Bad breath may increase around the holidays
SUMMARY: With Halloween less than a week away, the holiday season has begun. Soon after, Thanksgiving will be upon us and then Hanukah, Christmas and New Years. While this festive time marks a time for many families to come together to celebrate with some food, music and revelry, it may also increase the risk of bad breath.
Posted: October 26, 2010
With Halloween less than a week away, the holiday season has begun. Soon after, Thanksgiving will be upon us and then Hanukah, Christmas and New Years. While this festive time marks a time for many families to come together to celebrate with some food, music and revelry, it may also increase the risk of bad breath.
Food is the central theme that runs through all of these holidays. It would be one thing if these celebrations focused on healthier items. Then the risk for halitosis might not be so high. However, most turn into festivals of indulgence. People tend to consume rich, protein-heavy meats, endless amounts of sweets and heaping helpings of deserts, all of which are known to contribute to bad breath.
It starts with Halloween. Children are encouraged to swarm their neighborhoods in search of candy hauls. Consumption of chocolate and other sweets rises dramatically during this time of year. Consequently, dentists report sharp increases in the number of cavities they treat. And the problem isn't confined to children. Adults also fall prey to treats left around the office. This can have a harmful on oral health and contribute to halitosis.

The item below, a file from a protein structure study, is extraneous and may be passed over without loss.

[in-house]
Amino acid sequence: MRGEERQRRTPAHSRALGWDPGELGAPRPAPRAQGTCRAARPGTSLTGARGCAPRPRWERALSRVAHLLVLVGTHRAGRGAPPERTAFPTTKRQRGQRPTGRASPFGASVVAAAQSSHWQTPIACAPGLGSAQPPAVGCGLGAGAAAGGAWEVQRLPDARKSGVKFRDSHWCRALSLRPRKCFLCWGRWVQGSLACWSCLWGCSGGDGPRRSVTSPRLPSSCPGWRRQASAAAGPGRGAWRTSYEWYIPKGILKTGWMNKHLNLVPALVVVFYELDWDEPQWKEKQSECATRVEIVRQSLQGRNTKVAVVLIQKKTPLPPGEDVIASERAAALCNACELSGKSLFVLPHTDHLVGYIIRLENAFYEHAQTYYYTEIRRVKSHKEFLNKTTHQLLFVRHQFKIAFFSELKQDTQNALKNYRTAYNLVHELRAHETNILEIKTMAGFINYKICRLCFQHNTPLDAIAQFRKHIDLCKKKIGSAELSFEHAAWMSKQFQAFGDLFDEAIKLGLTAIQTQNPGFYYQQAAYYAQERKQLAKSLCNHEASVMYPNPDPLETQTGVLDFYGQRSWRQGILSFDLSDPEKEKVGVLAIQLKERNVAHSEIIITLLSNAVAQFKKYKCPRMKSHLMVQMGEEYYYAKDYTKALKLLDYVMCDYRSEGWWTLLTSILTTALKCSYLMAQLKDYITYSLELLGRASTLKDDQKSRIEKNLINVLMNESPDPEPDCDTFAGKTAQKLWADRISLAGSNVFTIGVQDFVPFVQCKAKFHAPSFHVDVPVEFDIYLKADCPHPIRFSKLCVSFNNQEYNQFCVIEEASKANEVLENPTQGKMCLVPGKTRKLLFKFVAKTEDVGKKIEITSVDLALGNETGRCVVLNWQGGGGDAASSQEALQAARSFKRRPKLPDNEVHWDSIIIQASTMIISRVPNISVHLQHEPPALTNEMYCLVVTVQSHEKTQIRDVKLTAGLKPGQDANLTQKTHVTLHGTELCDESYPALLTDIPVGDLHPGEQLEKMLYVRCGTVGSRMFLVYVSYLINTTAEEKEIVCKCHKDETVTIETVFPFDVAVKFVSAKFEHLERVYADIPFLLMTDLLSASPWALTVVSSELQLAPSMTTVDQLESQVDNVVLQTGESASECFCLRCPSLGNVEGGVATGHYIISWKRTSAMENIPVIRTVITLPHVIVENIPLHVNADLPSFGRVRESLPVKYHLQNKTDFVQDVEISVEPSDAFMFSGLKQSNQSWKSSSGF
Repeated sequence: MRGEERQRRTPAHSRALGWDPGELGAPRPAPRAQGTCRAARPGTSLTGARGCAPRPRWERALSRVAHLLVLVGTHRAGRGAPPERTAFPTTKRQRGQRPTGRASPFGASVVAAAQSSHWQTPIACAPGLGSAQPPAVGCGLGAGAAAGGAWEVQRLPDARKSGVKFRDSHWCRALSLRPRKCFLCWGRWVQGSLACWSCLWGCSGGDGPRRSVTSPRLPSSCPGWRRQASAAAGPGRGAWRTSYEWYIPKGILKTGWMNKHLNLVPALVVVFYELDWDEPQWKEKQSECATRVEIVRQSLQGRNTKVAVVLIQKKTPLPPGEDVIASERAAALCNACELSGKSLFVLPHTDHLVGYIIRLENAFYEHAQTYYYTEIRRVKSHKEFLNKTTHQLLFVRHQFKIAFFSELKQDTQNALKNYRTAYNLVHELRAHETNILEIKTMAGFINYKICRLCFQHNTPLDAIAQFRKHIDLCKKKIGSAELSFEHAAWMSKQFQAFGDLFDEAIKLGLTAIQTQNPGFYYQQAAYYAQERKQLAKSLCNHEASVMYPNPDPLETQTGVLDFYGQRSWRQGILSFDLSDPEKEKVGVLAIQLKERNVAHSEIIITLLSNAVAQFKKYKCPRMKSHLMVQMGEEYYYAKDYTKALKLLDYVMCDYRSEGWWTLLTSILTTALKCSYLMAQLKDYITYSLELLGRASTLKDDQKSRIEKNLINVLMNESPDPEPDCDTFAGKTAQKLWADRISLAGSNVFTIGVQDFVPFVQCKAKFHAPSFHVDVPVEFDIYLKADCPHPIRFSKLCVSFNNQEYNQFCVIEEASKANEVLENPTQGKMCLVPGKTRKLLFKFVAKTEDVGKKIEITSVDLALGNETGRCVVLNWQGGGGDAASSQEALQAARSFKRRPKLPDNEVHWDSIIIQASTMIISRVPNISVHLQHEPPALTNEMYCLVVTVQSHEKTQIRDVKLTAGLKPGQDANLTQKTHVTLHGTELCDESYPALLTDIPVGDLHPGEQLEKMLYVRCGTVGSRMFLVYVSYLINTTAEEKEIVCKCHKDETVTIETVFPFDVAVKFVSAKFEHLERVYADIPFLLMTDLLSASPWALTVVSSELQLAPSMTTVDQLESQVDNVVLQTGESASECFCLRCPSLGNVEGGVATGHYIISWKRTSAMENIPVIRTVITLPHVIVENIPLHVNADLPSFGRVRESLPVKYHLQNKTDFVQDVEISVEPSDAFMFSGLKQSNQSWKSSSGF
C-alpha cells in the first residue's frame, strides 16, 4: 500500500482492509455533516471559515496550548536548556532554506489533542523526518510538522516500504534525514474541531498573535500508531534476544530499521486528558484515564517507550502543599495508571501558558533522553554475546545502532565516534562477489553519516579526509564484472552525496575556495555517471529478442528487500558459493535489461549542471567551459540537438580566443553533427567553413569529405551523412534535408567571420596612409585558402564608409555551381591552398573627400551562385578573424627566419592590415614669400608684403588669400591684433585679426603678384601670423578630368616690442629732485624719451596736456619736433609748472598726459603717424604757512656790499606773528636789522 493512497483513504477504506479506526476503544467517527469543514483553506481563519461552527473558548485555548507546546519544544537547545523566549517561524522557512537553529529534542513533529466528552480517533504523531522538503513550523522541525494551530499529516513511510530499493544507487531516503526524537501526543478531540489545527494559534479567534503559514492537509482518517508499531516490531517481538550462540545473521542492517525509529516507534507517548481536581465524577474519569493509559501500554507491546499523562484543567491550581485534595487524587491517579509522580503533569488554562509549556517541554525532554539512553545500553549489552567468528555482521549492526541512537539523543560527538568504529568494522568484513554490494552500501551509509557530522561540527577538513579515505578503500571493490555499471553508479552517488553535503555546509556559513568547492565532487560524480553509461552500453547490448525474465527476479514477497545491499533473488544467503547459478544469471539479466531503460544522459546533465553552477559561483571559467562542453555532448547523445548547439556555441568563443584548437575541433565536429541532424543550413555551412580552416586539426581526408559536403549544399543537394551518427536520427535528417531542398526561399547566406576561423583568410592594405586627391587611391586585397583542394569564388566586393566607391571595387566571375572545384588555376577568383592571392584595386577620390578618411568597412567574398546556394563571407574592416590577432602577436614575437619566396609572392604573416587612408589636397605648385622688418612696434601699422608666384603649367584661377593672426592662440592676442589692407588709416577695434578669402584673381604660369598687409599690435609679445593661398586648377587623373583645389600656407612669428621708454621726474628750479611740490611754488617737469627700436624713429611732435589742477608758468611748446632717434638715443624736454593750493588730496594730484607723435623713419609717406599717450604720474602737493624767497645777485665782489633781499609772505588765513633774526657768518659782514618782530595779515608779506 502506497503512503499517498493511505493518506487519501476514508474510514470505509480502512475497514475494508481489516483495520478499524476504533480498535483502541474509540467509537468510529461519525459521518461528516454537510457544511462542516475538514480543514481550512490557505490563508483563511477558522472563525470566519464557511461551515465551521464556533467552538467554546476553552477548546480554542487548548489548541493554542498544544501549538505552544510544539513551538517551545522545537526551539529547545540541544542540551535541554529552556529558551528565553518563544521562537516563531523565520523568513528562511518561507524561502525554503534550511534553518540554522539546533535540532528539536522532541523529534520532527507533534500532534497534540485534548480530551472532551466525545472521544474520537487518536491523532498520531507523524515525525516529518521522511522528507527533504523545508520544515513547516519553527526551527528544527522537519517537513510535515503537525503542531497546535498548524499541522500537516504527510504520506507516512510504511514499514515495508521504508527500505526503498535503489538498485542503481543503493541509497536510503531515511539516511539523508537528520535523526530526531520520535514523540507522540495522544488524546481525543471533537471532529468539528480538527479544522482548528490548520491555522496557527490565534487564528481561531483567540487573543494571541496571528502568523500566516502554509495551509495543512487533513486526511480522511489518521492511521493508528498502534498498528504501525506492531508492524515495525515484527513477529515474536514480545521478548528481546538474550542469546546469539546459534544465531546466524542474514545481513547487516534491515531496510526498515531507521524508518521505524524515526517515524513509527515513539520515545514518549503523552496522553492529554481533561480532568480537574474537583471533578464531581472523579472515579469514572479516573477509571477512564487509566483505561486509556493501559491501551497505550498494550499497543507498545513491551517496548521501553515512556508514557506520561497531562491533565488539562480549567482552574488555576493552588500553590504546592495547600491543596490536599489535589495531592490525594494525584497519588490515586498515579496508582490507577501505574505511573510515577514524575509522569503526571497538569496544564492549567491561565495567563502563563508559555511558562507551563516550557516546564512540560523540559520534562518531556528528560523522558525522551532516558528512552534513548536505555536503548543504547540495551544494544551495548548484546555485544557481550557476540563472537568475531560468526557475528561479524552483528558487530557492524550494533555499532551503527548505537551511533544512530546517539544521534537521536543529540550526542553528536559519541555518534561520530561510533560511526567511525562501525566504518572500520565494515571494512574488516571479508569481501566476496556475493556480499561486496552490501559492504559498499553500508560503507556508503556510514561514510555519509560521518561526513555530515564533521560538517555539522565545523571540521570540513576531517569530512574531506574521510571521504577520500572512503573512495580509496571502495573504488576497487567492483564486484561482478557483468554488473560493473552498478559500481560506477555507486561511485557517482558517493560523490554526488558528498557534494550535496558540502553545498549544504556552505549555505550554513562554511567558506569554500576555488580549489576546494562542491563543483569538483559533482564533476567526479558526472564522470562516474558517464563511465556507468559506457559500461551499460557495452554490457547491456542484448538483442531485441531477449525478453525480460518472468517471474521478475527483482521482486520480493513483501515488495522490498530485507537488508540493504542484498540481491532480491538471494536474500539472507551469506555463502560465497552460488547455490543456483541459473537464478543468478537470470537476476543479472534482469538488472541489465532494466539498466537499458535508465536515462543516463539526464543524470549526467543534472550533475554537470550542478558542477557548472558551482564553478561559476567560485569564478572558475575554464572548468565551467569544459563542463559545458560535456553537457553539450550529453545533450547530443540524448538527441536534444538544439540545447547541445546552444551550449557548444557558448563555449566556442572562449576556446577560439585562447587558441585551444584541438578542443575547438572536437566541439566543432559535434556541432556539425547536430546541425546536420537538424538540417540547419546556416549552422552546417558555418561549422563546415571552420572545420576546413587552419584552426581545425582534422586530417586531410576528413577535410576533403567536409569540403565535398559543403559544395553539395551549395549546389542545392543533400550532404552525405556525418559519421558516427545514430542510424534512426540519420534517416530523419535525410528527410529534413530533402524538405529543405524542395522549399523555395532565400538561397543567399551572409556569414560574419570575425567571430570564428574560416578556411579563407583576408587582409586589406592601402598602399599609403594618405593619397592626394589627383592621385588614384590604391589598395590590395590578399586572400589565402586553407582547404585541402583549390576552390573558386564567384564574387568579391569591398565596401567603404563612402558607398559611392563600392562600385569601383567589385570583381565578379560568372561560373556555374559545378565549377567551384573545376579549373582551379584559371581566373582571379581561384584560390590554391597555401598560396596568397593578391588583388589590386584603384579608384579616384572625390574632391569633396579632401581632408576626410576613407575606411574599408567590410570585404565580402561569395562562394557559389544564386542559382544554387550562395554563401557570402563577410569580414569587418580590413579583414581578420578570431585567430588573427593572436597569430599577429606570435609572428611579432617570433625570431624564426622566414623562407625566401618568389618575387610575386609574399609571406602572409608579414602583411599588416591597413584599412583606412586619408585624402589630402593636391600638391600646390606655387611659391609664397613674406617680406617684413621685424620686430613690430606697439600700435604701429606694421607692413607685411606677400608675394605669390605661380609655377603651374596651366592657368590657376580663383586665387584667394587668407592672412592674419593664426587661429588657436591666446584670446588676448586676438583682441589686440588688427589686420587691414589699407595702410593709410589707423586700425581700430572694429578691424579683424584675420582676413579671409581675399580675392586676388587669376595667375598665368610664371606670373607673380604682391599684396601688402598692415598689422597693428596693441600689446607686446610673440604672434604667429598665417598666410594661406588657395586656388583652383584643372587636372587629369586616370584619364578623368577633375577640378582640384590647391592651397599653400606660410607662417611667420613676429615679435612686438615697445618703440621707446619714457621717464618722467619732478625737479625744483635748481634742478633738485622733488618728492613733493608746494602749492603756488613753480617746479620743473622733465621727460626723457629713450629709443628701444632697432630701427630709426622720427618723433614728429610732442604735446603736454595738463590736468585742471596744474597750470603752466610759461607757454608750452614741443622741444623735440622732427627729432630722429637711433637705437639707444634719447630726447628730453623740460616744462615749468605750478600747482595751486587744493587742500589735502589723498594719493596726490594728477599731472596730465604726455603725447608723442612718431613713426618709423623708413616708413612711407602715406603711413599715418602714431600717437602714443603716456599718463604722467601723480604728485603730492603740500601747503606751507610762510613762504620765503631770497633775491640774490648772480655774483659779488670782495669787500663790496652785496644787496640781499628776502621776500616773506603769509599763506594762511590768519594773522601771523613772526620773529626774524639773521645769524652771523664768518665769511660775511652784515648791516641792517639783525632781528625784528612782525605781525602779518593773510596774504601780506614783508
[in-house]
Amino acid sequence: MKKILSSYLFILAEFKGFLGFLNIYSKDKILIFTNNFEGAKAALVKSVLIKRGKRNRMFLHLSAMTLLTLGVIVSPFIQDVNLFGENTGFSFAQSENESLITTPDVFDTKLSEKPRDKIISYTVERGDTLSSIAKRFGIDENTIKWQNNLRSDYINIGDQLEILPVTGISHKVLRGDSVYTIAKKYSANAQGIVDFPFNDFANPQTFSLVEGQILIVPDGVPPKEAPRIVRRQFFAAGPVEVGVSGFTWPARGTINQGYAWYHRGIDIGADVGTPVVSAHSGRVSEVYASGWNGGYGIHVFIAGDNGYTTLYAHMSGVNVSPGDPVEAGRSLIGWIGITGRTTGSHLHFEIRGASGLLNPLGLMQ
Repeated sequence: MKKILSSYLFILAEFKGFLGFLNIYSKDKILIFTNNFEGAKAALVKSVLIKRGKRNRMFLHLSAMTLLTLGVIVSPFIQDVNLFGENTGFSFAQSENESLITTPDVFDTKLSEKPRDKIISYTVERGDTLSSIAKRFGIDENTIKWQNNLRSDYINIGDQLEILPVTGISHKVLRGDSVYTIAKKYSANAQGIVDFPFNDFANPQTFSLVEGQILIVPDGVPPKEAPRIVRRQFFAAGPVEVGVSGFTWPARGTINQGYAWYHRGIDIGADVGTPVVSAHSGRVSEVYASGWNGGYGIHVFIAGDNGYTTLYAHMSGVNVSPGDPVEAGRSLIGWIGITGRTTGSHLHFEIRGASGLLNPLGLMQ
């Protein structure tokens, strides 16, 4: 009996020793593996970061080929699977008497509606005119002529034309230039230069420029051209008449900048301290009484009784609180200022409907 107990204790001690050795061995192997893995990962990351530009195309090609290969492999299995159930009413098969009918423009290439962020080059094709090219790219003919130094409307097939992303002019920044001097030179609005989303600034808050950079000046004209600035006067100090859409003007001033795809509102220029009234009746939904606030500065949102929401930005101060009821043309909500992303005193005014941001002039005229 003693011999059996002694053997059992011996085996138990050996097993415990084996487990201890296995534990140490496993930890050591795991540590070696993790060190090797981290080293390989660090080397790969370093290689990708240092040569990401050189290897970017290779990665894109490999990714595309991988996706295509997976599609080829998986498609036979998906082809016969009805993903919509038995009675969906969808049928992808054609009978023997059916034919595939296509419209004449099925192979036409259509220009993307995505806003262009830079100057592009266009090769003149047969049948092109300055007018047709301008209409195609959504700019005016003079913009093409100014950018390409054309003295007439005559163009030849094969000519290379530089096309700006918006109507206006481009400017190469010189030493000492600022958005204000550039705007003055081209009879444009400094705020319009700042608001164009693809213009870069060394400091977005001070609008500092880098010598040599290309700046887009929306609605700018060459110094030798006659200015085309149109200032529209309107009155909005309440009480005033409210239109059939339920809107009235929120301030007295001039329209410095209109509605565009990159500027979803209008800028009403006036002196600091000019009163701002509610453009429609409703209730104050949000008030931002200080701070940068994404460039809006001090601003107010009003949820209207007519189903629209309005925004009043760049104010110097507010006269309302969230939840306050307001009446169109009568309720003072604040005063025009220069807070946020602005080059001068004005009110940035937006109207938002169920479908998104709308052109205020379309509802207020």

Shortly after Halloween comes Thanksgiving, the traditional beginning of the holiday seasons. Most of us use this day simply as an excuse to pig out. The ubiquitous turkey is the top item on the menu that is likely to cause bad breath. The digestion of protein releases volatile sulfur compounds, which are the most common cause of halitosis. A meal that is heavy on protein may increase the release of these molecules.
Whether you celebrate Christmas or Hanukah, chances are there is a substantial meal involved. For many people, these parties include plenty of desserts. While pecan pie and caramel ganache may spell winter celebrations for you, these types of foods are also high in sugar, which may stick to the surfaces of your mouth and increase oral bacteria.
While these holiday dangers are very real, they shouldn't ruin your enjoyment of these occasions. There are steps you can take to safeguard your oral health and reduce your risk of halitosis. For example, the specialty breath freshening products from TheraBreath may negate much of the damage caused holiday-related food consumption.